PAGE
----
My father and my husband both have birthdays this Tuesday (November 8).
I am not giving them birthday cards. When I went to select a card for each of them, I realized it would be easy to spend $5 on each man, for a colorful piece of cardstock, carrying a sentiment written by someone else, that may end up on the recycling pile within days. This year, they are getting blue keys instead.
Why blue keys?
By buying a $5 Blue Key from USA for UNHCR, the buyer of the key tells “the millions of refugees worldwide that they’re not invisible.”
Much of the focus of the USA for UNHCR’s efforts is on women and children refugees. In most refugee areas, women far outnumber men in the population.
That got me thinking about the things I have never had to worry about, things that women refugees almost always have to worry about.
To use Somalia as an example, the UNHCR reported in July 2011 that more than 80% of those fleeing Somalia are women and children. Where are their husbands and fathers? According to Jane Alice Okello, a senior protection officer with the UNHCR, “Many men give the little money they have to the truck drivers to transport the wife and children here [the Dadaab Refugee Camp].”
In preparing for this post, I read of women who had agreed with their husbands that they would take their children immediately if their neighbors suddenly packed up and left for the Dadaab Refugee camp, even if it meant leaving the husbands behind. One woman, Yaroy, did leave as she had agreed with her husband, but two of her children were with her husband at the time and she had to leave right away with the couple’s other four children.
A woman named Makanoor reported that she “had a last meal of maize at home before leaving with her three children. Her husband stayed behind to look after the animals while she embarked on the six-day walk to Dadaab.”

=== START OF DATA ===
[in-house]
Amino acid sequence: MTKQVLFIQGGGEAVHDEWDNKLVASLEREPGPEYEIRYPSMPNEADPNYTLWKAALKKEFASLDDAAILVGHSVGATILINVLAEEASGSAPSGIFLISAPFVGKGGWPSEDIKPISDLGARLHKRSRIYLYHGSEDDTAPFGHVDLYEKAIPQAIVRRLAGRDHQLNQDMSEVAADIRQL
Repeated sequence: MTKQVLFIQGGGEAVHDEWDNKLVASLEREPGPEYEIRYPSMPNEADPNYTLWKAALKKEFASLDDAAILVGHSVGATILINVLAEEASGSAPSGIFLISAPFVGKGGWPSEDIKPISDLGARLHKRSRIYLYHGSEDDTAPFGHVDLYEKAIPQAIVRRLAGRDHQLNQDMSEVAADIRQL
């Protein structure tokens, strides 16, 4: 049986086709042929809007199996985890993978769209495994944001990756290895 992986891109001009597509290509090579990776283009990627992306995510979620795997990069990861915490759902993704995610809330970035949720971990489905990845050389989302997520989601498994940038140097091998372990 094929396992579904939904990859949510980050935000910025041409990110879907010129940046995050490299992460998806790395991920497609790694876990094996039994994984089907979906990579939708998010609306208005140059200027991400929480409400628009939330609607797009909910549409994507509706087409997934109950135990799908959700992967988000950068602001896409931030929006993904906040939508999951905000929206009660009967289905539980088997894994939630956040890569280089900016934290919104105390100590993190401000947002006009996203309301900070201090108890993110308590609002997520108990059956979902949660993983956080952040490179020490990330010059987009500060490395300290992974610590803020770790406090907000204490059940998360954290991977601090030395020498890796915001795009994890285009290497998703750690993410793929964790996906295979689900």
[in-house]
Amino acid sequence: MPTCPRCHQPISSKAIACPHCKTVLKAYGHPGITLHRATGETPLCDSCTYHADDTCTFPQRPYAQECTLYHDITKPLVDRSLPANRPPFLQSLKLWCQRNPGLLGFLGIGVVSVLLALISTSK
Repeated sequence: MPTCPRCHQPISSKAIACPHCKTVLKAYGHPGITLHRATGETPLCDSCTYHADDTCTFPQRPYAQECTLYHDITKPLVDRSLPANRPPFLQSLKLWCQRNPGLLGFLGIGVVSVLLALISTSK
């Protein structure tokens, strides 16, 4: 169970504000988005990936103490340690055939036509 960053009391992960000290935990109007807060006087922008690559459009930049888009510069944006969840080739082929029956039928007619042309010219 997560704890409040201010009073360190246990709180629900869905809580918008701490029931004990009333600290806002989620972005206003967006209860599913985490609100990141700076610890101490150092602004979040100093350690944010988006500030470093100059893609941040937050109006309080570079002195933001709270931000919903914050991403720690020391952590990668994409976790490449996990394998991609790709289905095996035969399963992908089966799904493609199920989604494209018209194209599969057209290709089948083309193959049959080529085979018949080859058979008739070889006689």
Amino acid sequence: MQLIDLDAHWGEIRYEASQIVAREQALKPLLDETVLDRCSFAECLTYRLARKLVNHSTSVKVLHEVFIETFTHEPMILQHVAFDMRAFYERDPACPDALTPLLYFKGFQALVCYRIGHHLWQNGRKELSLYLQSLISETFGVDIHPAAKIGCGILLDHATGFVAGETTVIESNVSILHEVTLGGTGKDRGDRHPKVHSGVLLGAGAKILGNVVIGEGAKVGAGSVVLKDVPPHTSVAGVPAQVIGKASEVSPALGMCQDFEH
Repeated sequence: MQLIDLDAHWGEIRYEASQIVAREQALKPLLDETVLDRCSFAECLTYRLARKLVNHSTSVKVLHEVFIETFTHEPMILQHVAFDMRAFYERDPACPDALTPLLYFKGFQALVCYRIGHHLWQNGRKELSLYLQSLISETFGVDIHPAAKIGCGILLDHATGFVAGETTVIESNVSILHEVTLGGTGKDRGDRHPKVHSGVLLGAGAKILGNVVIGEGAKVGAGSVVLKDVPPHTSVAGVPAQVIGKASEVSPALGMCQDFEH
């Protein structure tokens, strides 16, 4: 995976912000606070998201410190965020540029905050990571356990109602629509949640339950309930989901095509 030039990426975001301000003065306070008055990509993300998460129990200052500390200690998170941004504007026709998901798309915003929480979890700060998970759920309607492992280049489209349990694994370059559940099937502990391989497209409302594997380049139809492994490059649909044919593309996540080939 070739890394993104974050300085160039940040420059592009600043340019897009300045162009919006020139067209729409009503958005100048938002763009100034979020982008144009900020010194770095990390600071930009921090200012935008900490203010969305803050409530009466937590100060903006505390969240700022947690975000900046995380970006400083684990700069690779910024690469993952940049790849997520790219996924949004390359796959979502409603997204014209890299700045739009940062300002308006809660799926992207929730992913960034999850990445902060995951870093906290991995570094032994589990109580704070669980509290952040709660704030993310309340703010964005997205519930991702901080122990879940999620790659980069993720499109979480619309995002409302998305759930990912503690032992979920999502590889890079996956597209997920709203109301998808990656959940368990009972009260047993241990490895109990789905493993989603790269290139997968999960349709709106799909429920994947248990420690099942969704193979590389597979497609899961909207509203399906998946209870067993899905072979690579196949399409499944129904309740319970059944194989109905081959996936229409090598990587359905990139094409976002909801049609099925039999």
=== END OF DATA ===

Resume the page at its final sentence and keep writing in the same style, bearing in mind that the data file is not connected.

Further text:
Over 46 years of being daughter to my father and 19 years of being wife to my husband, I have complained about things. A less-than-sympathetic voice tone here and there, disputes over The Style Network vs ESPN on tv, other bumps on the emotional road of family life. But come on … I have had it good! Displacement, traumatization by sexual violence, torture, and aggression were all abstractions – something that happened far from my comfortable four walls.
So, Dad on your 79th birthday and Wayne on your 53rd birthday, I hope you understand getting a blue key instead of a card. As I read recently in this post about Dadaab Camp, where there is hope, there is a home. Each of you has, in your own way, given me a physical home and an emotional home where hope could grow and thrive.
As we celebrate your birthdays, let’s give refugees hope as well.
Buying a blue key (and therefore giving hope!) is simple. Just click here.
For the full text of the article from which I quoted Jane Alice Okello’s statement and other information about the Dadaab Camp, click here.
UNHCR stands for the Office of the United Nations High Commissioner on Refugees.
Wife of one, Mom of two, Friend of many. My pronouns are she/her/hers.